quick-get-yer-vitamin-dI was 12 when I started dreaming of my future homestead. I grew up in Anchorage, so of course I wanted to get out in the bush. I’d have lots of land, probably 160 acres. I’d fish and hunt, but also have plenty of room for an Alaskan bush-style farm. Goats, chickens, and of course, a mammoth garden. My fantasy family and I would live happily ever after in none other than a handmade log cabin.

I left Anchorage three days after graduating from high school. While all my friends went off to college in the big cities, I took whatever opportunities I could find to get rural. Did a lot of obscure kinds of work, and lived all over Alaska looking for my dream place.

Eventually found a friend with land in Haines where my then partner and I could run wild with our woods ideas. Built a tree-house, root cellar, sauna, smokehouse, and a huge garden. Taught ourselves and learned from friends how to fish, hunt, butcher, can, garden, build and keep ourselves warm with a woodstove. We stayed for four years. I guess it was our own “college education.”

In 2002, heart broken, I left Haines and all we had built, and landed in Cordova. Five years later I was married with a newborn baby and a house. A house in town. On a city lot. Life’s full of surprises. The married part I loved (still do), the baby I adored (still do), the house in town part was an emotional upheaval.

You can’t always get what you want. Sometimes what you want isn’t even what you want. The long and short of it is here I am — right in town (true, a tiny and remote town), in a house, on a city lot. Not waking to the sound of the creek. Not noticing the northern lights when I have to go out to pee at 2 am. Not staying strong by hauling my water and firewood up the hill.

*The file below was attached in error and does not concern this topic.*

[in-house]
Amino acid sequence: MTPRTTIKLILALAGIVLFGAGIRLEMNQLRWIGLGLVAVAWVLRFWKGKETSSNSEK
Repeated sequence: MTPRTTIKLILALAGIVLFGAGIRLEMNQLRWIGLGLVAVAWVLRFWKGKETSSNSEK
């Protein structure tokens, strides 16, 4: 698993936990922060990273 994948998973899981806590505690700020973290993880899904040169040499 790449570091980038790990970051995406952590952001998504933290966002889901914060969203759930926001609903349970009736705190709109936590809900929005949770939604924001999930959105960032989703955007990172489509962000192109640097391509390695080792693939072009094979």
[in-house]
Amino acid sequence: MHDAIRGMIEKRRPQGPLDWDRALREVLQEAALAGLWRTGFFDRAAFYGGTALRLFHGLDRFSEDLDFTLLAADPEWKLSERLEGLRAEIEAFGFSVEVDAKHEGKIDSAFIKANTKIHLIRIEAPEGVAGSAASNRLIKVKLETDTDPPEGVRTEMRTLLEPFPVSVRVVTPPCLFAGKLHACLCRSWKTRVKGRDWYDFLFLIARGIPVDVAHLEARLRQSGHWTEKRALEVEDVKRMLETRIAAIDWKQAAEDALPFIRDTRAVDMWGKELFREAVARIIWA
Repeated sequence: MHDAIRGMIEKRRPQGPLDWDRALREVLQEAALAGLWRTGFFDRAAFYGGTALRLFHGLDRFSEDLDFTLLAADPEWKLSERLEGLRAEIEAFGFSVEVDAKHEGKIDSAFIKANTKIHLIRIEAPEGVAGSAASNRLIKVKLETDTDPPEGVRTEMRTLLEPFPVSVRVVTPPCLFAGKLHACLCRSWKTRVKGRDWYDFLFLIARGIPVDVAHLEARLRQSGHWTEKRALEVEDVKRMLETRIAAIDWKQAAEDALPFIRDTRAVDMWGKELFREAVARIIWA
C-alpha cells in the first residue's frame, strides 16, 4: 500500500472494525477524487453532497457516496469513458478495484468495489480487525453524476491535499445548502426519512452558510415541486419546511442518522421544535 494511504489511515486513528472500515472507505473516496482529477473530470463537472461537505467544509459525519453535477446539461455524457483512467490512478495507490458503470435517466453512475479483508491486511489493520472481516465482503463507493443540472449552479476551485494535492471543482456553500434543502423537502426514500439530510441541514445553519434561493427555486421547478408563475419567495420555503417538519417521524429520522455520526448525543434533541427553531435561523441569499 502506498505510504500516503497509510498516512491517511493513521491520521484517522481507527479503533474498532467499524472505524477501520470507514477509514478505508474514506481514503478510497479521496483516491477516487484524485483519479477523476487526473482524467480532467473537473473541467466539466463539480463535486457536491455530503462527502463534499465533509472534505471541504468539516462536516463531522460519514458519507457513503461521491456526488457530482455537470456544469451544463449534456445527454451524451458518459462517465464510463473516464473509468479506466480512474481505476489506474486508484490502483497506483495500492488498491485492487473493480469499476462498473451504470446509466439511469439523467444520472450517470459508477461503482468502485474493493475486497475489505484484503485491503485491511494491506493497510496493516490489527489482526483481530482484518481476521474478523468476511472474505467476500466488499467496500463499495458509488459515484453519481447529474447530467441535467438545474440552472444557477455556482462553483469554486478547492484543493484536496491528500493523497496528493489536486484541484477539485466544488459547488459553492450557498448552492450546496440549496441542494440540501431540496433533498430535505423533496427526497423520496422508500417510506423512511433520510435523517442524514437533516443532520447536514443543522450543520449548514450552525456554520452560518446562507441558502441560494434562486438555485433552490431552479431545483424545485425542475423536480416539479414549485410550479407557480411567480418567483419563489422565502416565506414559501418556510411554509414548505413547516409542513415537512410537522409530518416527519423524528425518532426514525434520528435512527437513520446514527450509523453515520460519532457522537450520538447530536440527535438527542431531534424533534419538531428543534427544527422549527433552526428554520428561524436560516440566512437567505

I’m still doing most of the same things really, just with better lighting. Still eating fish and wild game every day. Still picking berries as a staple food. Still growing much of my own veggies. Still heating with wood.

I still look out our kitchen window at a mostly untouched mountain, still have trees on two sides of our house. Still can walk out of our backyard for a jaw-dropping hike. Can’t complain too much, really.

So, I work steadily at my own little “micro-stead.” I’m slowly building up dirt in my average sized yard. I’ve got a little flock of soon to be egg layers. I’ve promised my husband I’ll never want a cow, but he won’t know till he reads this that I dream of goats (just one?)

I compost our organic waste, if it’s not chicken food. My husband cuts all our firewood, quarters it, and I stack, chop kindling and build fires to heat our house. I sometimes build things, knit, sew or am otherwise crafty.

We have a very miniature homestead. And we don’t need to get in a bush plane, or even a car, to go to town. And I can sit here and type away on this devil of modern invention to share whatever I know with all of you. And “subscribe” to “feeds” of your “blogs” (this is all new to me) for inspiration and a feeling of strange community.

It does seem like we are on the edge of a movement. A punk urban homesteading movement. I see pieces of it all over the web, and some great new books. It’s exciting! I want to ride this train too! Here we go!

“But if you try sometimes,

you just might find-

you can get what you need.”